The Guardian reports: Testimonies provided by more than 60 Israeli soldiers who fought in last summer’s war in Gaza have raised serious questions over whether Israel’s tactics breached its obligations under international law to distinguish and protect civilians.
The claims – collected by the human rights group Breaking the Silence – are contained in dozens of interviews with Israeli combatants, as well as with soldiers who served in command centres and attack rooms, a quarter of them officers up to the rank of major.
They include allegations that Israeli ground troops were briefed to regard everything inside Gaza as a “threat” and they should “not spare ammo”, and that tanks fired randomly or for revenge on buildings without knowing whether they were legitimate military targets or contained civilians.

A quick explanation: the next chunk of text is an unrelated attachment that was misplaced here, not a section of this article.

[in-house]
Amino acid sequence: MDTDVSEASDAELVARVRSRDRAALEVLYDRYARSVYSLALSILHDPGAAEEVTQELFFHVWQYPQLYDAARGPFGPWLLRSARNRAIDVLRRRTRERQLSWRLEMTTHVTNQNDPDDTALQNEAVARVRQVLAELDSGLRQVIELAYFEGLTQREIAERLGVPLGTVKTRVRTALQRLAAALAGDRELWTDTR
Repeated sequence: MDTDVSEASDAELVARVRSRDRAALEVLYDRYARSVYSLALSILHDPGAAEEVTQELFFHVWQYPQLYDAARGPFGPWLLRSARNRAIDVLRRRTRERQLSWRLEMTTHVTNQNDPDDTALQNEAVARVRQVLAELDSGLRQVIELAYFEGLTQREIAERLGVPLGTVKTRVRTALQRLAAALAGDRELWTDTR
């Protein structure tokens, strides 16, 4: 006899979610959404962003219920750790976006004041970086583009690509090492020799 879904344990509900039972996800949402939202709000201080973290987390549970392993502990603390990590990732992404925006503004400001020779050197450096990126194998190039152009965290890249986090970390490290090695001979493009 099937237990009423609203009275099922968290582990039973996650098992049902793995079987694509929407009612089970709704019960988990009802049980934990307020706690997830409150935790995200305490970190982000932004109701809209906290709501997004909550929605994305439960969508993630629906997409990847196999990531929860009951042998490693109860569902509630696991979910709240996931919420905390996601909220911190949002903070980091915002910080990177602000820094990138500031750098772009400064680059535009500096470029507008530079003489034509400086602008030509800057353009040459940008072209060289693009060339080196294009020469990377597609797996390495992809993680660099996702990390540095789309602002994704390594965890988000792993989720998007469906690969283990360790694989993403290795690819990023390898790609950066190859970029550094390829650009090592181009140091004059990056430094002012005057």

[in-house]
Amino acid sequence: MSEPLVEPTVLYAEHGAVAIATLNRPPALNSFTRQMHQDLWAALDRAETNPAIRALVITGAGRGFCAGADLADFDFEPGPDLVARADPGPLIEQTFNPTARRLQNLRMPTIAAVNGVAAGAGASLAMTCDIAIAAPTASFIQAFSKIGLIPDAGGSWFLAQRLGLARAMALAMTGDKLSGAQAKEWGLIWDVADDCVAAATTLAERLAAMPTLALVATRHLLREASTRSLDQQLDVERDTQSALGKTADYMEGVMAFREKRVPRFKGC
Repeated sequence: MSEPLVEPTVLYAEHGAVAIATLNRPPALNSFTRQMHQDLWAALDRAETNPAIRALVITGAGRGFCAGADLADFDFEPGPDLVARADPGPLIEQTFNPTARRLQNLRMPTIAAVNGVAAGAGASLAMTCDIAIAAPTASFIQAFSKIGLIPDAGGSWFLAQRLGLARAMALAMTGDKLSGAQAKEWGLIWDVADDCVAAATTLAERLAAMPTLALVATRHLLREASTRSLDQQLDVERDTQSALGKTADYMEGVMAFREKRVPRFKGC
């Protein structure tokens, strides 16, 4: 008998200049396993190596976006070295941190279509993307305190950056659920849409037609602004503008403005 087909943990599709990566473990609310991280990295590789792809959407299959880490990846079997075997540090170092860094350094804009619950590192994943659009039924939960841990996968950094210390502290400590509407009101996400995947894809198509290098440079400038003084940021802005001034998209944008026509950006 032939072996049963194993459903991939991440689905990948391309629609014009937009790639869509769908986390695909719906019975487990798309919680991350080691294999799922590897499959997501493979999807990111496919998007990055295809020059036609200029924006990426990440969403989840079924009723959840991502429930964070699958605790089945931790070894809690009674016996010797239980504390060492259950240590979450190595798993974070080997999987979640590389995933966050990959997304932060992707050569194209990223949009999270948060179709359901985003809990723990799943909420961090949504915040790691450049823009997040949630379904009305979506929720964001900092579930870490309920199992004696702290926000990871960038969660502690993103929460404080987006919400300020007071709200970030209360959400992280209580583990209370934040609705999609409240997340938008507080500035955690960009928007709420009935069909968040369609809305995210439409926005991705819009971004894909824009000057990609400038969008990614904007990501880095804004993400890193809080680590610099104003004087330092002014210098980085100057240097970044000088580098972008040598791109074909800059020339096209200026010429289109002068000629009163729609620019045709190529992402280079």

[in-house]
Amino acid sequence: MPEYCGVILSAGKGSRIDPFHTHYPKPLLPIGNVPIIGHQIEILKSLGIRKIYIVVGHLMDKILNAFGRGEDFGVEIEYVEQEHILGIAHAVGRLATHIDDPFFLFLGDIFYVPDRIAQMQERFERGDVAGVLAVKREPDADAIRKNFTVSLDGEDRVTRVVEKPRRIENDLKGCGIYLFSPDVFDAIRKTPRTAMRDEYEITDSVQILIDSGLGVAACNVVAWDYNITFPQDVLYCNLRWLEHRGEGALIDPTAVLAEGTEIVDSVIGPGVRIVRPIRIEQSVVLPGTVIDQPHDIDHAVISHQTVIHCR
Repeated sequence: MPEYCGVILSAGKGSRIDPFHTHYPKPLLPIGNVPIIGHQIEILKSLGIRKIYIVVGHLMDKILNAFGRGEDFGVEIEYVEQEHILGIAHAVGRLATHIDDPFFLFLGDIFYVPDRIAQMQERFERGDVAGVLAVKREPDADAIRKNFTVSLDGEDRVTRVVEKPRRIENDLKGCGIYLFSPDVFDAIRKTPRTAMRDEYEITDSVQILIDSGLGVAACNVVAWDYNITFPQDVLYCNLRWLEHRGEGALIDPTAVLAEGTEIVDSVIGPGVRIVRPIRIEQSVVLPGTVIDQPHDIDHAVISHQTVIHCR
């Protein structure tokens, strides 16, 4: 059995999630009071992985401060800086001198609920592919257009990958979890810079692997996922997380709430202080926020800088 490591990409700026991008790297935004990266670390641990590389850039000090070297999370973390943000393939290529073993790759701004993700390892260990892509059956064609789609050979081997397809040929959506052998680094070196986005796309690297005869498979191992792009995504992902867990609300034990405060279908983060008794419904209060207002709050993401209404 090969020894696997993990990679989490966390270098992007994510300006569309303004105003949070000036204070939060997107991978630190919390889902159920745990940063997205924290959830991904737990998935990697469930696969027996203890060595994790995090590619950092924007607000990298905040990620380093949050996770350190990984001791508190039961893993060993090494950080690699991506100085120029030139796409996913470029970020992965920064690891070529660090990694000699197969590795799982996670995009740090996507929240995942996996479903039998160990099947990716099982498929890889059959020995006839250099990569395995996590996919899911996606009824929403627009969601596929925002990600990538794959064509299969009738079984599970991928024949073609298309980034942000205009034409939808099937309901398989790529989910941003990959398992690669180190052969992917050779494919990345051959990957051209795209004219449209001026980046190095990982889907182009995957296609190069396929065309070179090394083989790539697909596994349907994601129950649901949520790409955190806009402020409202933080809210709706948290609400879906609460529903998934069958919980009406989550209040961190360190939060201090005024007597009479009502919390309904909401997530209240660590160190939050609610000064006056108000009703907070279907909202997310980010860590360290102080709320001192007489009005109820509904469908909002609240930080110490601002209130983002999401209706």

In their testimonies, soldiers depict rules of engagement they characterised as permissive, “lax” or largely non-existent, including how some soldiers were instructed to treat anyone seen looking towards their positions as “scouts” to be fired on. [Continue reading…]